Generous Kitchen

Wednesday, January 18, 2012

Soooooo Exciting!

We are so excited to share something very fun with you guys!
You twelve faithful followers (or are we up to 14?)

It will be very soon. 

I might even bake something and post before the big secret is revealed,
so, check back!

Better yet, become a "follower" and you'll automatically know when it happens!

Can't wait to be back in the saddle with this little blog.

(isn't Baking Buddy so, so pretty? I just love that girl!)

We miss you!

you are loved

Saturday, October 8, 2011

Mini Key Lime Cheesecakes

Hello fellow bakers!
We've missed you, but plan to make up for our 
extended absence with this fabulous little treat. 
We hope you enjoy one last taste of summer with these 
Mini Key Lime Cheesecakes.

Make the three components, then assemble and bake! Delicious.

Lime Curd
1 stick softened butter
1 cup sugar
2 large eggs
2 large yolks
1/2 cup fresh key lime juice

In a mixer beat together sugar and butter.
Add in eggs and yolks one at a time beating well between each addition.

Pour in lime juice and mix.

In a sauce pan on medium heat until the mixture becomes smooth.
Increase heat and whisk constantly until it begins to boil.

Immediately remove from heat and transfer to a bowl.
Place plastic wrap over the top of the curd and refrigerate 
30-45 minutes until it slightly thickens.

Graham Cracker Crust
2 cups graham cracker crumbs
1/4 cup sugar
1/2 tsp. cinnamon
8T (1 stick) melted butter

Mix dry ingredients in a bowl, add melted butter and combine with a fork.

Drop Tablespoonfuls of the crust into cupcake liners.

Press down firmly with the bottom of a glass.

Bake at 305 degrees convection, 350 conventional for 7-8 minutes.

Cheesecake Filling
16oz. softened cream cheese
1/2 cup sugar
2 large eggs
1 large egg white
1/2 cup sour cream
1 1/2 tsp. vanilla
2 Tablespoons flour

In a mixer combine cream cheese and sugar until smooth.
Add eggs one at a time.
Add sour cream and vanilla extract.
Add flour and beat until smooth.

1. Remove lime curd from the fridge and use 
green food coloring to tint your chilled lime curd; set aside.

2. Pour 1 1/2 Tablespoons of your cheesecake mixture into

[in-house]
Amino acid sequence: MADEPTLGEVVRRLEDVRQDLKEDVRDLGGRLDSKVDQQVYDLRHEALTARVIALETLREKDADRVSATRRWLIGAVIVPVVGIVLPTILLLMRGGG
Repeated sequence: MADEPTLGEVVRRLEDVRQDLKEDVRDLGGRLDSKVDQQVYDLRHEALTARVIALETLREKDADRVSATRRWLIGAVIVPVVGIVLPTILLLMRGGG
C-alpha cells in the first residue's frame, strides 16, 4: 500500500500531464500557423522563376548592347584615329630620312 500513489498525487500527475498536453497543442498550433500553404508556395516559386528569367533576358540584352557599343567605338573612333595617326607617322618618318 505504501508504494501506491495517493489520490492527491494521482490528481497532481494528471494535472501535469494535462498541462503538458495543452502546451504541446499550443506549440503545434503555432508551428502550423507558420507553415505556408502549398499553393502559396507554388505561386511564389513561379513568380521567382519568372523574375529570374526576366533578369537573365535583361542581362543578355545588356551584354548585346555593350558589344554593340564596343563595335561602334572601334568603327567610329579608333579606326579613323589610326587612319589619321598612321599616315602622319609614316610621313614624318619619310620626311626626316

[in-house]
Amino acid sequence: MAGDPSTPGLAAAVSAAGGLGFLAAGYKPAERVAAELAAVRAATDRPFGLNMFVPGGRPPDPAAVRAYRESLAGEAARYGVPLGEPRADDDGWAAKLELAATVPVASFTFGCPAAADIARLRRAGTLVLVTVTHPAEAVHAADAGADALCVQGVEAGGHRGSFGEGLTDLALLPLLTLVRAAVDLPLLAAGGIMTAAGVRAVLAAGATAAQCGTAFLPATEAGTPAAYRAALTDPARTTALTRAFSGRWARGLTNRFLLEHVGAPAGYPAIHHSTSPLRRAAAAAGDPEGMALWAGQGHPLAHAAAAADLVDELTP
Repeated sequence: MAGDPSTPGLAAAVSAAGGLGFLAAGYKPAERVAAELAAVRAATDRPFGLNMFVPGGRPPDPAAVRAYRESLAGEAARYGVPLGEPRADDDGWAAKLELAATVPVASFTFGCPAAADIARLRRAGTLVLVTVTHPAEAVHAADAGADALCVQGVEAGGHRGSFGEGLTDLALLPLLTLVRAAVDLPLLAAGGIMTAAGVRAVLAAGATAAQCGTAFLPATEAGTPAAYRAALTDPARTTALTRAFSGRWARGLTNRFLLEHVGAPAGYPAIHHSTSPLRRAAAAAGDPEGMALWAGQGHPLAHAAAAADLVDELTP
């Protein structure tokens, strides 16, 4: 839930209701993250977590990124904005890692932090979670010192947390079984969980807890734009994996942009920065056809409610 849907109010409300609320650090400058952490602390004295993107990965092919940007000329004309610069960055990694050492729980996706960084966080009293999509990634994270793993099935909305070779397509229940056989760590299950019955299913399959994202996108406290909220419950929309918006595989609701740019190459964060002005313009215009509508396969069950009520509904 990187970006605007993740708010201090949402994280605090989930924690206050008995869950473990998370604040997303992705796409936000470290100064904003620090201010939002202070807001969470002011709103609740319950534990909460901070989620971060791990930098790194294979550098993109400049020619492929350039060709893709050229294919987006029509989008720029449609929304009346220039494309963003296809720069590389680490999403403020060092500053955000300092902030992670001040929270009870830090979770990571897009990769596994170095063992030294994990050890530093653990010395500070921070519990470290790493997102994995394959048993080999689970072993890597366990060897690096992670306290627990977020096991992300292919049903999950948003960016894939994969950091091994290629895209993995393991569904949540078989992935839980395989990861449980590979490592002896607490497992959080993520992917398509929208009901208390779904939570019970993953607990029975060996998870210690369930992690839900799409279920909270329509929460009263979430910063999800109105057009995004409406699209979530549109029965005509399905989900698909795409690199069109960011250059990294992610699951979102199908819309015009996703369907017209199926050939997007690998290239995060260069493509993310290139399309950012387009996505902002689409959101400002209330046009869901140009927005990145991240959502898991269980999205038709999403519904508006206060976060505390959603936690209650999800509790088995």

your baked graham cracker crusts.

3. Add 3/4 Tablespoon of lime curd on top of your cheesecake. 
Swirl the cheesecake and lime curd with a toothpick.

4. Bake at 305 degrees convection, 350 conventional for 20-25 minutes.
You know they're done when the edges brown slightly and the 
very middle is the only part that "wiggles"; cool on a rack.
Don't panic when the middles fall in- that's where 
you're going to put the whipped cream!

Refrigerate the finished product in a sealed container.

Don't forget to share!
you are loved.

Thursday, July 14, 2011

Here We Are!

I know it's silly to think that the 
12 of you who
previously read our blog are still checking 
to see if we've posted anything new,
I'm riding on hope.

So, here you go, my faithful blog readers!

Cherry Poppy Seed Cookies

Preheat your oven to 300 degrees

Cream together until fluffy:
1 cup butter
1 cup confectioners' sugar

Beat in:
1 egg
1 teaspoon vanilla

Mix in:
2 cups flour
1/2 teaspoon salt
2 tablespoons poppy seeds

Roll a teaspoon full of dough into balls
and place onto cookie sheet.
(I always use parchment paper or silpat liner)

Make a little indention in the
middle of each cookie.
(If the dough is too sticky, just wet your "indenting finger" a bit)

Fill each little hole with about 1/2 teaspoon of 
Cherry Preserve
(or any other flavor preserve you may have on hand)

Bake for 20 - 25 minutes until
edges begin to brown.
Sprinkle with a bit of powdered sugar
when they come out of the oven.
(just for looks!...o.k. it tastes pretty good, too!)

So pretty AND tasty!
As a side note, I actually LOVED the Poppy Seed Cookie
and could have loved it even without the Cherry Preserve.
So, if you don't love "thumbprint-like" cookies,
or just don't have any suitable Preserves laying around,
feel free to make these without it.
They would be delightful with a cup of coffee or tea!

Don't forget to share.

you are loved

Tuesday, May 10, 2011

Checking In!

It's just a bit ridiculous how long it's been
since Baking Buddy and I have posted a recipe
here at our favorite blogsite!

We say a thousand times over
how very sorry we are!

I feel I've left my friends hanging and that's not 
something we ever want to do.

I just wanted to check in and say that
very soon, we will be 
Back up to speed.
Up and running.
Back in the saddle.
Whatever phrase you want to use,
know that in very short time, a beautiful
and delicious recipe will be posted
at this very site!

as always,

you are loved

Wednesday, March 23, 2011

Chocolate Chip Cupcakes & Chocolate Buttercream Frosting

There are some important things you need to
about baking buddy and her baking mama.
They sound the same, look the same,
talk the same, yadda-yadda-yadda,
they do not agree on this recipe.

Baking mama says that if you make a white cake 
you should only use the egg whites,
"because it makes it so much whiter and the 
contrast of white cake and 
dark chocolate chips is so pretty". 

Guess who's writing this?

That's right, and Baking buddy says,
"If you're just going to pour a ton of chocolate chips
into the batter anyhow, who cares if it's white?"
Has anyone seriously ever turned down a cupcake
because it wasn't white enough?

So there you have it. 
Choose your teams, pick your side.
One thing we do agree on is this:
either way you'll wind up with an amazingly
delicious cupcake, but just know that
if you don't choose the right side
we'll find out.
Somehow. ;)

Enjoy friends.

1 box white cake mix as directed on the box